“I think he’ll go down as the greatest coach in the history of the NFL, because he’s really competing in the era of the salary cap. When I bought the team, it was the beginning of the salary cap, and I think a lot of great coaches had difficulty understanding how to balance the economics of the game and the budgets. His product knowledge is so great.”
Competing in the era of the salary cap—that is something that is rarely brought up but is such an impressive part in Belichick's remarkable reign as New England's head coach.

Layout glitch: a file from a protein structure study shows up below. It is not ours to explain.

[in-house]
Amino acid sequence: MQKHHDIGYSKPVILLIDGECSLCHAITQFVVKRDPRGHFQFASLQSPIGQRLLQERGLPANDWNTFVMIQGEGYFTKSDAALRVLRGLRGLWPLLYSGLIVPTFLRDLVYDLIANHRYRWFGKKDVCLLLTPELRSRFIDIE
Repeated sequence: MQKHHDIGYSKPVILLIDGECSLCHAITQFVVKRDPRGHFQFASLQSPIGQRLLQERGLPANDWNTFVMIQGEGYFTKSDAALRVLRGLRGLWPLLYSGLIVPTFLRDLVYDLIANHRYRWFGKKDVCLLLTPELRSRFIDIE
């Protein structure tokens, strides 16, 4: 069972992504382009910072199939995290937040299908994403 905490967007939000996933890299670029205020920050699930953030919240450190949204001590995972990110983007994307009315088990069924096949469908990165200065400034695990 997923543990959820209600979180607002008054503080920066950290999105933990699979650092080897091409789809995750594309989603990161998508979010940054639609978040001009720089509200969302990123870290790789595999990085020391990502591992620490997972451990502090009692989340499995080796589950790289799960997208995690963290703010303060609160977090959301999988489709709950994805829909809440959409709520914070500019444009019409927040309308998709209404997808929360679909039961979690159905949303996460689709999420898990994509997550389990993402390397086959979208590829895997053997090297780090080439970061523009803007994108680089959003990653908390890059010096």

In those 11 seasons, Belichick has not only won three Super Bowls, but he's been to four, he's coached his team to six AFC championships and he has made the playoffs nine times, as well as being the man who is responsible for drafting quarterback Tom Brady with the 199th overall pick in 2000.
Belichick certainly ranks right up there Vince Lombardi, George Halas, Paul Brown, Bill Walsh, Chuck Noll and Don Shula, but if Belichick wins two more games—which includes the AFC championship and Super Bowl XLVI—then I believe it's safe to say that Belichick is the greatest coach in NFL history.
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